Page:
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History of The U.S. Life-Saving Service - IV
“The Book Says You Have To Go Out; It Don’t Say Nothing
About Coming Back.”
by Tom Wimbrow
October 2014

William D. O'Connor assisted Sumner Kimball in publishing the Annual Reports of the U.S. Life-Saving Service.
It is remarkable that the U.S. Life-Saving Service was able to recruit competent men to staff the stations established throughout the nation. Certainly they had little to offer by way of salary and benefits. In the beginning the salary was $1.33 per day and the required uniforms had to be purchased by the recruit. The job was not a full-time position for the Surfmen. Only the Keeper was employed on a year round basis. The rest of the crew was sent home without pay during the slack season which on the East coast was the summer months. The Service did not have a pension system; it was not until the establishment of the U.S. Coast Guard in 1915 that a retirement program was enacted.

One can only assume the appeal of a steady government paycheck, the camaraderie of station life, and the adrenaline rush that accompanied the job was sufficient to keep the stations fully manned. The employment procedure was rather straight forward: demonstrate U.S. citizenship, be at least 18 years of age but not over 45 years of age, be not less than 135 or more than 205 pounds, reside in the area to be served, and pass a physical examination to assure strength and fitness. Continued employment and promotion was determined by the performance of the individual on the job.

If those employed were not already aware at the time of employment, it was soon made abundantly clear through constant drill and training that the job entailed its share of danger with the subsequent sacred duty to serve mariners in distress regardless of personal cost. Many Lifesavers paraphrased the regulations with the somewhat sardonic statement, “The book says you have to go out; it don’t say nothing about coming back.”

To determine what the “Book” really said one must go to Kimball’s regulations. If we turn to Article VI, Section 252 entitled Action At Wrecks of the 1899 Regulations For The Government of the Life-Saving Service of the United States we are struck with the importance placed upon the actions to be taken at a rescue. There was little doubt that personal safety was secondary to a successful rescue and cowardice was a possible consequential accusation if Section 252 was not followed. Section 252 states; “In attempting a rescue the keeper will select either the boat, breeches buoy, or life car, as in his judgment is best suited to effectively cope with the existing conditions. If the device first selected fails after such trial as satisfies him that no further attempt with it is feasible, he will resort to one of the others, and if that fails, then to the remaining one, and he will not desist from his efforts until by actual trial the impossibility of effecting a rescue is demonstrated. The statement of the keeper that he did not try to use the boat because the sea or surf was too heavy will not be accepted unless attempts to launch it were actually made and failed, or unless the conformation of the coast – as bluffs, precipitous banks, etc. – is such as to unquestionably preclude the use of the boat.”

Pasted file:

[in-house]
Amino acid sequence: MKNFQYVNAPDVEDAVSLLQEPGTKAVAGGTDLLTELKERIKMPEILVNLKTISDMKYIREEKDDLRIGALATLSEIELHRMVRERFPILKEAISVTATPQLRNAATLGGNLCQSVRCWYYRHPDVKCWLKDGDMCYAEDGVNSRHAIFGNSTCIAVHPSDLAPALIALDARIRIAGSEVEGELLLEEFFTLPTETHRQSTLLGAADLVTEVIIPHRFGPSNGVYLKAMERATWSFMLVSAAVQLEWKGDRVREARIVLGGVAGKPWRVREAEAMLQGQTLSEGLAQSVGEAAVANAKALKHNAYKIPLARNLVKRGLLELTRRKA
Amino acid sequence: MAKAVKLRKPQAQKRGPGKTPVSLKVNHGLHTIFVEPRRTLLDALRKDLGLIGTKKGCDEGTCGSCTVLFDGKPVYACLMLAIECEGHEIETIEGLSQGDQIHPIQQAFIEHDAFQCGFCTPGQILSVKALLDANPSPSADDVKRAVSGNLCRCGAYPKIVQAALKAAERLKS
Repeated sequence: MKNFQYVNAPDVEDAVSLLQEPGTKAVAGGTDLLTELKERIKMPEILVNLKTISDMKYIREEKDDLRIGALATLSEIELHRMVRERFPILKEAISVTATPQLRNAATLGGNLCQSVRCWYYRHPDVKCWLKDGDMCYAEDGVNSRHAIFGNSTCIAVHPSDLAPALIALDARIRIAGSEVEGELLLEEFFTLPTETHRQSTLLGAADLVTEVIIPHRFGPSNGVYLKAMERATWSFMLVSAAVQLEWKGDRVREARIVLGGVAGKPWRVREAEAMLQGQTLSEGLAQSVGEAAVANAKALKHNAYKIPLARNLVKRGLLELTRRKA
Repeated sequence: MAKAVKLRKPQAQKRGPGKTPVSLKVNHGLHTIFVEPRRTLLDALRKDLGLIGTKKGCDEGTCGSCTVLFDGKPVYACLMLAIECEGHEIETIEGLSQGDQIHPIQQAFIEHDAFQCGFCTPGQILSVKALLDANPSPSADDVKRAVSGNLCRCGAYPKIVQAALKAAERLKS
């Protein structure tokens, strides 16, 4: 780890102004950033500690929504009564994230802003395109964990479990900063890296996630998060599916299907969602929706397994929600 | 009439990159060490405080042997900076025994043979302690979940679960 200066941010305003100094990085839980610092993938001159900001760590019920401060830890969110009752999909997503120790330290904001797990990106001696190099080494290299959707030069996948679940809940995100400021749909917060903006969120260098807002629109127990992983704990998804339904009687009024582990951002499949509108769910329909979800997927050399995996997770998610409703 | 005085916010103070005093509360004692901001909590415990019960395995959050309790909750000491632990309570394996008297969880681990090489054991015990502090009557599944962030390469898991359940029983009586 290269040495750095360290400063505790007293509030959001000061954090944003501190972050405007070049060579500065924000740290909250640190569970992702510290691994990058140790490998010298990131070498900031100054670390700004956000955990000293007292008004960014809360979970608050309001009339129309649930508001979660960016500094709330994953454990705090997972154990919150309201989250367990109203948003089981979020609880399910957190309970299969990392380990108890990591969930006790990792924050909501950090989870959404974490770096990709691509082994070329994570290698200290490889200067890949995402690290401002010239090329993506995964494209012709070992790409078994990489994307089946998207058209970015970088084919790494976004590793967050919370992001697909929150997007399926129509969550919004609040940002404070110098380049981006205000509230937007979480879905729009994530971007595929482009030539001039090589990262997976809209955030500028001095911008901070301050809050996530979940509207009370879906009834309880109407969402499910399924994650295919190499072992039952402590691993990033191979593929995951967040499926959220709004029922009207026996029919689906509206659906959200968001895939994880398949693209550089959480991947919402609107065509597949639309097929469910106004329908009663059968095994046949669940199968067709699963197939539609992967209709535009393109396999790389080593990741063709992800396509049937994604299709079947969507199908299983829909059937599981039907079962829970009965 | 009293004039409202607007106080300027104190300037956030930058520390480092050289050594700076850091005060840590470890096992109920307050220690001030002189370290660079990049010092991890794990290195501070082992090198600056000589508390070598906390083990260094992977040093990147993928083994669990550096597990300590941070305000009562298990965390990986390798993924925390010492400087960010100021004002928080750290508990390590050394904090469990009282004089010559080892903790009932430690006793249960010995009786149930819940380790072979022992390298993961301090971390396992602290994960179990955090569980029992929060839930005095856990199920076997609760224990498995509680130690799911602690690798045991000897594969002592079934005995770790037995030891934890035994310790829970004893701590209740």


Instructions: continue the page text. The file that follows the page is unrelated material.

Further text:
Often assistance rendered provided little exertion or excitement for the crew. It could be as simple as a local fisherman running aground in the bay behind the station or his losing a sail during a thunderstorm. Nonetheless, there were many times when the strength and fortitude of the station’s crew were put to the test. The best way to experience such circumstances is to turn to the pages of Kimball’s Annual Reports. At the time of organization in the 1870’s Sumner Kimball, a man wise in the ways of Washington politics, shrewdly appointed as his assistant a journalist by the name of William D. O’Connor. While O’Connor had little or no maritime experience he was an accomplished writer who could tell the story of the Life-Saving Service to an interested public and, more importantly, to Congress who held the purse strings. Each year, with the help of the U.S. Government Printing Office, Kimball and O’Connor published the Annual Report of the Operation of the United States Life-Saving Service. In the florid language of the Victorian era this tome not only held pages of statistics on the operations of the Service but also gleaned from the Wreck Reports of the various stations the most heroic rescues that had been accomplished during the past year. Kimball also used the Report as his “bully pulpit” to lobby for what he wished Congress to fund in the ensuing year. A copy of the Annual Report was placed in the hands of every member of Congress and was widely distributed to Public Libraries throughout the nation. In an age prior to electronic media, it soon became a much anticipated publication.

To experience a circumstance when the crew of a station surely earned their keep, we turn to the Annual Report for the fiscal year ending June 30, 1883. This document reported on the year that occurred five years after the founding of the Ocean City Life-Saving Station which had opened on December 25, 1878.